I understand what you're saying, and I understand why you think these little clients have unmet needs that could turn into a bigger health problems, but simply put- we don't have enough staff:client ratios and unfortunately hospitals don't have a real problem with the way things are run. <img alt="" class="inlineimg" src="http://www.mothering.com/discussions/images/smilies/greensad.gif" style="border:0px solid;" title="greensad"> Maybe it's just the hospital i'm currently in and I could be wrong, but they're in no rush to hire more nurses/CNAs/secretaries to take care of babies emotional needs.<br><br>
I would really be interested in learning about any type of research based material that was peer reviewed and can be found in a legitimate medical journal outlaying all the health detriments you've stated in your OP. Not trying to bash you, but I think it would make a super interesting research article!! I'm all about the evidence based practice <img alt="" class="inlineimg" src="http://www.mothering.com/discussions/images/smilies/smile.gif" style="border:0px solid;" title="smile"> Obviously I know vitals will be elevated based on crying, but i'm really interested in the brain coorelation.</div>
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If I'm understanding her correctly, I think that the op was more bothered by the attitude of the nurse than the fact that she wasn't holding the baby. Of course there are other things that they have to do as well, but for her to actually think that a 3 week old baby is "spoiled" is just insane.
 

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<div>Originally Posted by <strong>MissSavannahsMommy</strong> <a href="/community/forum/post/7911038"><img alt="View Post" class="inlineimg" src="/community/img/forum/go_quote.gif" style="border:0px solid;"></a></div>
<div style="font-style:italic;">I would really be interested in learning about any type of research based material that was peer reviewed and can be found in a legitimate medical journal outlaying all the health detriments you've stated in your OP. Not trying to bash you, but I think it would make a super interesting research article!! I'm all about the evidence based practice <img alt="" class="inlineimg" src="http://www.mothering.com/discussions/images/smilies/smile.gif" style="border:0px solid;" title="smile"> Obviously I know vitals will be elevated based on crying, but i'm really interested in the brain coorelation.</div>
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Not the study itself, but an article on a study at Harvard:<br><a href="http://www.sleepnet.com/infant3/messages/534.html" target="_blank">http://www.sleepnet.com/infant3/messages/534.html</a>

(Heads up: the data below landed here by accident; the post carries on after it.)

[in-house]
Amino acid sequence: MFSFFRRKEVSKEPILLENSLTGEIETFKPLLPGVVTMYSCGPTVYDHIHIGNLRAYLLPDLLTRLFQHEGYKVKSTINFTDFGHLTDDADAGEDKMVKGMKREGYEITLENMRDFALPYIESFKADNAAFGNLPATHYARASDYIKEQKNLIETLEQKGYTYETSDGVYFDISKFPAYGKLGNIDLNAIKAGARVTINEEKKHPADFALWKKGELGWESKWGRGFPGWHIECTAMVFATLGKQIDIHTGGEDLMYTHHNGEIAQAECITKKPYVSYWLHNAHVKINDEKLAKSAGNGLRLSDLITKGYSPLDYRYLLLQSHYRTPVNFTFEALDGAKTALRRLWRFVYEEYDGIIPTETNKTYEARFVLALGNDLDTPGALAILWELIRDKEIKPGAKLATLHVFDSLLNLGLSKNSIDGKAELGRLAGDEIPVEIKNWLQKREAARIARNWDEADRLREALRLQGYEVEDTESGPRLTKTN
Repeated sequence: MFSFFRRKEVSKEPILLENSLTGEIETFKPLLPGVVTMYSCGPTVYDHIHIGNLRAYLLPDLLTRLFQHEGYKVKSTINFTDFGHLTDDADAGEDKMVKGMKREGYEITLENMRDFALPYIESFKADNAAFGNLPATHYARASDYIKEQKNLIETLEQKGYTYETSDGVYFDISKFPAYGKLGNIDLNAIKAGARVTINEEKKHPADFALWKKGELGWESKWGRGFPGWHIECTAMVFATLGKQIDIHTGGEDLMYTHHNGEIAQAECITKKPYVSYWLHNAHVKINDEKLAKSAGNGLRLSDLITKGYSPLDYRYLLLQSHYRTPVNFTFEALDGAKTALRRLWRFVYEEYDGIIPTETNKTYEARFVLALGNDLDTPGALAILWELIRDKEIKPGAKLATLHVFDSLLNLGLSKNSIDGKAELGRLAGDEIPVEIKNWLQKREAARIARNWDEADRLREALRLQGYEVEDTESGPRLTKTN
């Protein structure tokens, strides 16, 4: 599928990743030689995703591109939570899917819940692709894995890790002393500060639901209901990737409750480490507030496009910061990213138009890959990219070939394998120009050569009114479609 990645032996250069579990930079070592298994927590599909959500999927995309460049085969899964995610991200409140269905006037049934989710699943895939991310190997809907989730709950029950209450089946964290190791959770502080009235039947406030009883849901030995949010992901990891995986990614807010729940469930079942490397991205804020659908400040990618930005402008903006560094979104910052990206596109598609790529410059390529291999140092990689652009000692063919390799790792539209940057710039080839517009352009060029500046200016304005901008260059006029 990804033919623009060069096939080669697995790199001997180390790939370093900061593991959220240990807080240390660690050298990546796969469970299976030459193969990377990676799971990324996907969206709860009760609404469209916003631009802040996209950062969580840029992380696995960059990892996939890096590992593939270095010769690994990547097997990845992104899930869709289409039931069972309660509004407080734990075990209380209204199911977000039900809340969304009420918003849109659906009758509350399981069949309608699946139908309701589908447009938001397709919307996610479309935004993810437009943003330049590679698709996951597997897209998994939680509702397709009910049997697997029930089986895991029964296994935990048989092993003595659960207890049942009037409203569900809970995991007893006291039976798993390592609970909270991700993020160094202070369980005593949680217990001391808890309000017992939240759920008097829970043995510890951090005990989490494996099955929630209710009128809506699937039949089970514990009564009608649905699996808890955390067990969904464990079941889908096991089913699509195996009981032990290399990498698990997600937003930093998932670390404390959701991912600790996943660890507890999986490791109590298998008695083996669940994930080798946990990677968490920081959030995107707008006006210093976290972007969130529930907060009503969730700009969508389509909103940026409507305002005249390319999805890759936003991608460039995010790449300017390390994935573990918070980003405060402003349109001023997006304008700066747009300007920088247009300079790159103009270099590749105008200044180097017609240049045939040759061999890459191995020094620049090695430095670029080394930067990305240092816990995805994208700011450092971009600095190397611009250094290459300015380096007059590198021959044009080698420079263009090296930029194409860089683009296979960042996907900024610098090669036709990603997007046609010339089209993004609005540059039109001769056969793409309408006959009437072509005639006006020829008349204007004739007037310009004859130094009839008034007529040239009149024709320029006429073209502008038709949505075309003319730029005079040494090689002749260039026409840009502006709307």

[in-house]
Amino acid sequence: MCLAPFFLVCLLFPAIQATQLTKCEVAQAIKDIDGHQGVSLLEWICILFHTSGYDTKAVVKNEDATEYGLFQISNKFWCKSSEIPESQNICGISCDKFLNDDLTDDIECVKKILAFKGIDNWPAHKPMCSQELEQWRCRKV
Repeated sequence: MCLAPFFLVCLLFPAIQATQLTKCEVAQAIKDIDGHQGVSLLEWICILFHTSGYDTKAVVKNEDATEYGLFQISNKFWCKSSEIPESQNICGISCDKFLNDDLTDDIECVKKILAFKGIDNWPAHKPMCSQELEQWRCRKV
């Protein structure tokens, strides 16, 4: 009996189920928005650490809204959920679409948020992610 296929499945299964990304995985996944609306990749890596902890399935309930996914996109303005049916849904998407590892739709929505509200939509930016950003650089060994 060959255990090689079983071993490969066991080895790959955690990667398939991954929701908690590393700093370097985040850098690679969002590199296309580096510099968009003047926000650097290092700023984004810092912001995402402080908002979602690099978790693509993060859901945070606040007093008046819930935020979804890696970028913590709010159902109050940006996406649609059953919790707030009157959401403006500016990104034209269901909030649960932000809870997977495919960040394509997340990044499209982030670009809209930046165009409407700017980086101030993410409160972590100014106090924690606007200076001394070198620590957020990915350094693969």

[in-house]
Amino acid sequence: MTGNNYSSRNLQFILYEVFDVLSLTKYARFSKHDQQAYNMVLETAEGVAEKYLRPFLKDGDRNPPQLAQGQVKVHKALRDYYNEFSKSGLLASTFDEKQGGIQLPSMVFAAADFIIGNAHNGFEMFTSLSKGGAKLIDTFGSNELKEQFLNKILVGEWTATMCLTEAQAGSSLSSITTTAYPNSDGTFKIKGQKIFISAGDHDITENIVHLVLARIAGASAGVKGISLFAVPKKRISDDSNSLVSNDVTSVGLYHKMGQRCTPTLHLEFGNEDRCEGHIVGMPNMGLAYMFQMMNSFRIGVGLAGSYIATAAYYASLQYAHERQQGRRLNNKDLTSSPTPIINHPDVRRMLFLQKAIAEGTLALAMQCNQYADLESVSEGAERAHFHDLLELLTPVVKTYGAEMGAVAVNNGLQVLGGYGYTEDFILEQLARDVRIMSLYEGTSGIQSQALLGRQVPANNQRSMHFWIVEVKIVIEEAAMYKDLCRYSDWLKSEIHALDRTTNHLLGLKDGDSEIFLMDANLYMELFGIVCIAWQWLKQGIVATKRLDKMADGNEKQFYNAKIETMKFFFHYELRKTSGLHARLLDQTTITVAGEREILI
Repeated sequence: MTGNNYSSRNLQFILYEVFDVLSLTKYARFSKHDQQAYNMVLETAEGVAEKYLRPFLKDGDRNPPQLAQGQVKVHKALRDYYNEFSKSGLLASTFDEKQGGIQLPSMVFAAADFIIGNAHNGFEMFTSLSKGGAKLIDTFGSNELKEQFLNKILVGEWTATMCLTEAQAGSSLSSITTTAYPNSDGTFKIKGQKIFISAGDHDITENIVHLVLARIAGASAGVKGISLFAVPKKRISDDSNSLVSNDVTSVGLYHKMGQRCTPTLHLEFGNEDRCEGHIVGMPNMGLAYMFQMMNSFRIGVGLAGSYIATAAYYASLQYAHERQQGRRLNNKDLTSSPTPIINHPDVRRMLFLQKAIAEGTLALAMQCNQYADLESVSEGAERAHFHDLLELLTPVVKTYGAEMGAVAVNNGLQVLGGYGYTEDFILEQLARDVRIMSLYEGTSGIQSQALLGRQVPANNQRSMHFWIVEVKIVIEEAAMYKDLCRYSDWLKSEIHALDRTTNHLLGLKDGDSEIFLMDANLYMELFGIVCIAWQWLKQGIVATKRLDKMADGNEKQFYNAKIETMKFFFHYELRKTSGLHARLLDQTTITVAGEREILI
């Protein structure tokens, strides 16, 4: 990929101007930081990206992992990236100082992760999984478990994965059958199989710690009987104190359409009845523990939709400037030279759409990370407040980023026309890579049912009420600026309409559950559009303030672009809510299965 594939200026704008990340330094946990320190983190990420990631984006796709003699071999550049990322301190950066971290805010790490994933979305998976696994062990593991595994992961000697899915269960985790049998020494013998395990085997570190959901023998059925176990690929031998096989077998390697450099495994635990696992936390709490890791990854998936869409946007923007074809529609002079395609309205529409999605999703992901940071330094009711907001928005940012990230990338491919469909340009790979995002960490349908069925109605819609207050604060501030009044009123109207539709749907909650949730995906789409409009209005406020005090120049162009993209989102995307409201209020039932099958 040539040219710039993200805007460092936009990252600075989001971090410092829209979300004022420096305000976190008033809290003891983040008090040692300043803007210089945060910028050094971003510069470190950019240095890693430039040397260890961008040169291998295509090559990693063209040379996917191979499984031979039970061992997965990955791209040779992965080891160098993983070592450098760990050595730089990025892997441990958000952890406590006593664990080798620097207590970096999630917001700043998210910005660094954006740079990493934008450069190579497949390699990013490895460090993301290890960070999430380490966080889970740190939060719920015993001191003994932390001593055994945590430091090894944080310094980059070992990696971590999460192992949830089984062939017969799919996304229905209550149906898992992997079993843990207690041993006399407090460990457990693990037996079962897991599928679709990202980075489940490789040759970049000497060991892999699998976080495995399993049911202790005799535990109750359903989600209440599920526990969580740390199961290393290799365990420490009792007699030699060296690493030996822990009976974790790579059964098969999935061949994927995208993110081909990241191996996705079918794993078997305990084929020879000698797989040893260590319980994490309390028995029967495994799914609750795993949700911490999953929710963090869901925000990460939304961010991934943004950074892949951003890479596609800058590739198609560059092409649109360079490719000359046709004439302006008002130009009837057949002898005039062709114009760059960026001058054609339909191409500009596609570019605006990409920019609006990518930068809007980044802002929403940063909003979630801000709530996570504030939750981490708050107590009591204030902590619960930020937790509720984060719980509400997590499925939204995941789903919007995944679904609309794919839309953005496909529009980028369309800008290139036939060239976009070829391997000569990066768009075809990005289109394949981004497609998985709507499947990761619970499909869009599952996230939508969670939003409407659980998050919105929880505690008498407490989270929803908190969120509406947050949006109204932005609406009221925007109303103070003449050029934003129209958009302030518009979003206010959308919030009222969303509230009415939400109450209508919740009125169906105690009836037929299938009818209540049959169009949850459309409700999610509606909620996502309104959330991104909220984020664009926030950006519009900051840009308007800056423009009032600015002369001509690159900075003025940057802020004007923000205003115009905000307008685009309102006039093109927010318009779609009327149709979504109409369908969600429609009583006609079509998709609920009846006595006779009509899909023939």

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Yikes <img alt="" class="inlineimg" src="http://www.mothering.com/discussions/images/smilies/greensad.gif" style="border:0px solid;" title="greensad"> I cringe and feel pretty sad when parents tell me that holding babies will spoil them, especially such young babies. I feel sad because this means that they probably will fight their instinct to carry their own kids when their children need to be held close. <img alt="" class="inlineimg" src="http://www.mothering.com/discussions/images/smilies/greensad.gif" style="border:0px solid;" title="greensad">
 

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<div>Originally Posted by <strong>mommyofmany</strong> <a href="/community/forum/post/7911198"><img alt="View Post" class="inlineimg" src="/community/img/forum/go_quote.gif" style="border:0px solid;"></a></div>
<div style="font-style:italic;">Poor babies <img alt="" class="inlineimg" src="http://www.mothering.com/discussions/images/smilies/greensad.gif" style="border:0px solid;" title="greensad"> . When my DD had heart surgery last summer, there was a newborn/older preemie a couple of beds over. All by himself for the 2 days we were there. The mom showed up ONCE & held him for maybe 15 minutes & was gone again. That was the last time I saw her. That baby was held by the nurses as much as possible, but it was heartbreaking to hear him cry <img alt="" class="inlineimg" src="http://www.mothering.com/discussions/images/smilies/greensad.gif" style="border:0px solid;" title="greensad"> . We never left DD except to eat & sleep, plus we had our older DD with too.<br><br>
What is up with this "babies are manipulators" & the whole detachment/tough love parenting? Why are people in such a hurry to get away from their kids? Why are they afraid to love them the way they should?</div>
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When my second child was born, he ended up in the NICU for a week. My husband had to get back to work for us to pay bills and I had another child at home. I could not stay at the hospital all day long. I would go in the afternoon, while a SIL watched our other child, and DH would pick me up after work and spend a little time with our son, and we would go home. I had to skip a couple of days because I got sick. I pumped and DH took the milk to the hospital before work.<br><br>